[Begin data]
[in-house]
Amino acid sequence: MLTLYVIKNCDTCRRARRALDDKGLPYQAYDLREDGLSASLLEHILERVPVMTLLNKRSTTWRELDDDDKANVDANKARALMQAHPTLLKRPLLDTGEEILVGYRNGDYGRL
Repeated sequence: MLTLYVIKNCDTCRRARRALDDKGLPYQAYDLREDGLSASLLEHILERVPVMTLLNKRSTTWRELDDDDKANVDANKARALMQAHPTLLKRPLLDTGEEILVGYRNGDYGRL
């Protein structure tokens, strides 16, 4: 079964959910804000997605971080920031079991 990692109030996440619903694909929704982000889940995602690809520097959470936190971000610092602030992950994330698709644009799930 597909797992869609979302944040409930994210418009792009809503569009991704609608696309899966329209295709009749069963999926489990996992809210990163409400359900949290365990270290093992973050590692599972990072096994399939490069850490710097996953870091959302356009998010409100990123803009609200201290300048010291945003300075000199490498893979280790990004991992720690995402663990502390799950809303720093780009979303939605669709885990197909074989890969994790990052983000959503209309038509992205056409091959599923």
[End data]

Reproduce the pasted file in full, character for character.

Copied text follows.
[in-house]
Amino acid sequence: MLTLYVIKNCDTCRRARRALDDKGLPYQAYDLREDGLSASLLEHILERVPVMTLLNKRSTTWRELDDDDKANVDANKARALMQAHPTLLKRPLLDTGEEILVGYRNGDYGRL
Repeated sequence: MLTLYVIKNCDTCRRARRALDDKGLPYQAYDLREDGLSASLLEHILERVPVMTLLNKRSTTWRELDDDDKANVDANKARALMQAHPTLLKRPLLDTGEEILVGYRNGDYGRL
């Protein structure tokens, strides 16, 4: 079964959910804000997605971080920031079991 990692109030996440619903694909929704982000889940995602690809520097959470936190971000610092602030992950994330698709644009799930 597909797992869609979302944040409930994210418009792009809503569009991704609608696309899966329209295709009749069963999926489990996992809210990163409400359900949290365990270290093992973050590692599972990072096994399939490069850490710097996953870091959302356009998010409100990123803009609200201290300048010291945003300075000199490498893979280790990004991992720690995402663990502390799950809303720093780009979303939605669709885990197909074989890969994790990052983000959503209309038509992205056409091959599923």